Are You A Highly Sensitive Person? Take This Test To Find Out
Whether you can't stand bustling environments or get seriously overwhelmed by sensory things like itchy fabrics and bright lights, you may have wondered, Why am I so sensitive?
In case you haven't heard, being "highly sensitive" is very much real, with at least 15% of the population showing signs of nervous systems that are more reactive than the average person. These folks are referred to as HSPs, or highly sensitive people, and if you're curious about whether you're one of them, here's a quick HSP test to find out.
The highly sensitive person test:
What is highly sensitive person?
A highly sensitive person (HSP) is someone whose nervous system is believed to be literally more sensitive1 to certain things, whether it be their environment or emotional state.
Research has found this sensitivity is actually due to increased blood flow in the areas of the brain that process emotions, awareness, and empathy. In other words, HSPs are born with a brain and nervous system that's different from the rest of the population. "It's a nervous system that is more reactive to stimuli—it's a nervous system that can feel things more deeply," psychologist and relationship counselor Margaret Paul, Ph.D., previously told mbg.
According to research conducted by Elaine Aron, Ph.D., a psychologist who authored The Highly Sensitive Person and The Highly Sensitive Child, about 15 to 20% of the population is born with this unique, more reactive nervous system.
While high sensitivity does allow these people to be acutely aware of what's going on around (and within) them, that doesn't mean it's always easy. As psychiatrist Judith Orloff, M.D., previously wrote for mindbodygreen, "Highly sensitive people are particularly vulnerable to other people's stress and emotions. This can result in panic attacks, depression, exhaustion, and a range of physical ailments."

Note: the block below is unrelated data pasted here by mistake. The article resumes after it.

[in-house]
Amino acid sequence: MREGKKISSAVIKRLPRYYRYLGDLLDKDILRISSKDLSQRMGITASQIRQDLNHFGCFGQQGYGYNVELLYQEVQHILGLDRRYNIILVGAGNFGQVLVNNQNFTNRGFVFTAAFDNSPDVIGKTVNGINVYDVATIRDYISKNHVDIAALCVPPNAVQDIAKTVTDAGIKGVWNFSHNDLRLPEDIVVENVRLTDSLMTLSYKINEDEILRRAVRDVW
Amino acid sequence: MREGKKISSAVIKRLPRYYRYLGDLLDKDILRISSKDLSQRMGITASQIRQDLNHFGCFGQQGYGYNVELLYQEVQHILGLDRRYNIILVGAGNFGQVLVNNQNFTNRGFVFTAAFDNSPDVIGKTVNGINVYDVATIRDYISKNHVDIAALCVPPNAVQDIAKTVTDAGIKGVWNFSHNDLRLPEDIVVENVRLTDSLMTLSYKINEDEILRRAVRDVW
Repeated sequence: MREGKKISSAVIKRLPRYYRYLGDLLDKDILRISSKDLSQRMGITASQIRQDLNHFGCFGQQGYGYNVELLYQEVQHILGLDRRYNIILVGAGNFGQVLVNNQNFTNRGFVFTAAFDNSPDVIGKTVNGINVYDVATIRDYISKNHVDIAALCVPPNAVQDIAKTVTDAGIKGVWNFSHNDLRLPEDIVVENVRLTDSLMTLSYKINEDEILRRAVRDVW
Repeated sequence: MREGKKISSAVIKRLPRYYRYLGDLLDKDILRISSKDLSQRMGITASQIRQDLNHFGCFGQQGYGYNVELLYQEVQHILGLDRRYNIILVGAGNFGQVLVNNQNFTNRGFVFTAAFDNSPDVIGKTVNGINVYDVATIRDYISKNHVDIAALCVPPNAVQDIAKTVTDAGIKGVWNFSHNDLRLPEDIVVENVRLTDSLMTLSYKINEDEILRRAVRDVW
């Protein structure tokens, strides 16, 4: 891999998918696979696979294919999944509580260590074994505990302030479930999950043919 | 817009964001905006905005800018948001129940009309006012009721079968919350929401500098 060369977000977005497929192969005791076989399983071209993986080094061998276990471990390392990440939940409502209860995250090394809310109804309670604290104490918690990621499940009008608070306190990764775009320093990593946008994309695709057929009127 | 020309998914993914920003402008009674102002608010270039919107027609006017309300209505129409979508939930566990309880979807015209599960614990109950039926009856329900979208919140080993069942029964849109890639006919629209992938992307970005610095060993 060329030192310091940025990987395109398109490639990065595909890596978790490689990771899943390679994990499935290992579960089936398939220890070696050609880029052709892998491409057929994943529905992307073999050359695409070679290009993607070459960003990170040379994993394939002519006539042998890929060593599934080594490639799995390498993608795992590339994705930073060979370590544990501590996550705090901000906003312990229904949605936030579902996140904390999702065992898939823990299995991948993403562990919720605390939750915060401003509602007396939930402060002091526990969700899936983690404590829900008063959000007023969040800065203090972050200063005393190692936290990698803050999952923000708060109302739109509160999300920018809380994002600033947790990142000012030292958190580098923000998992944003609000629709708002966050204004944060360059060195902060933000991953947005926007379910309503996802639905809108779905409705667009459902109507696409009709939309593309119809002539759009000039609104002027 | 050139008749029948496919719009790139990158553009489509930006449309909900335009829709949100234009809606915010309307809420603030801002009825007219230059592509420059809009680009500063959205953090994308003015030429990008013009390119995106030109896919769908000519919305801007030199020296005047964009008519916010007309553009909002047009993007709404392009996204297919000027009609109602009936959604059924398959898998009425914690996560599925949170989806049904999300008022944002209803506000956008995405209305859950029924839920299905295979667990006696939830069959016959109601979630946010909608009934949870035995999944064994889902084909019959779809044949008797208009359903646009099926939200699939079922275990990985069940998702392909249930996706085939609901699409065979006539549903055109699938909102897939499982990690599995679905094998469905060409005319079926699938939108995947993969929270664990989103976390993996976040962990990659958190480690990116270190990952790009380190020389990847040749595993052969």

But when HSPs know how to properly avoid triggers and stressful environments and, further, take the time they need to recharge, Paul says being highly sensitive can be a gift. "[HSPs] have an easier time tuning in to other people's feelings and feeling that empathy and that compassion," she explains.
That said, research has found that highly sensitive people do tend to have different brain activity than others, so there does seem to be a neurobiological basis for the predisposition.
How can you tell if someone is highly sensitive?
Someone who is highly sensitive will display common signs of an "overactive" nervous system, i.e., being sensitive to environmental factors like lighting and noise, but also emotional factors like their own mood—and other people's.
Is HSP a disorder?
No, HSP is not considered a disorder, diagnosis, or medical condition. That said, research has found that highly sensitive people do tend to have different brain activity than others, so there does seem to be a neurobiological basis for the predisposition.
What do HSPs struggle with?
Highly sensitive people struggle with environmental and emotional triggers such as loud or chaotic places, other people's bad moods, and even bodily things like itchy clothing or sensitivity to caffeine and bright lights.
If you're part of the 15 to 20% of the population that is said to be highly sensitive, remember that being an HSP is not a disorder—but it may require you to operate in the world a bit differently. While high sensitivity can certainly be frustrating, when you can work with your nervous system instead of against it, you can even use it to your advantage.
Sarah Regan is a Spirituality & Relationships Editor, a registered yoga instructor, and an avid astrologer and tarot reader. She received her bachelor's in broadcasting and mass communication from State University of New York at Oswego, and lives in Buffalo, New York.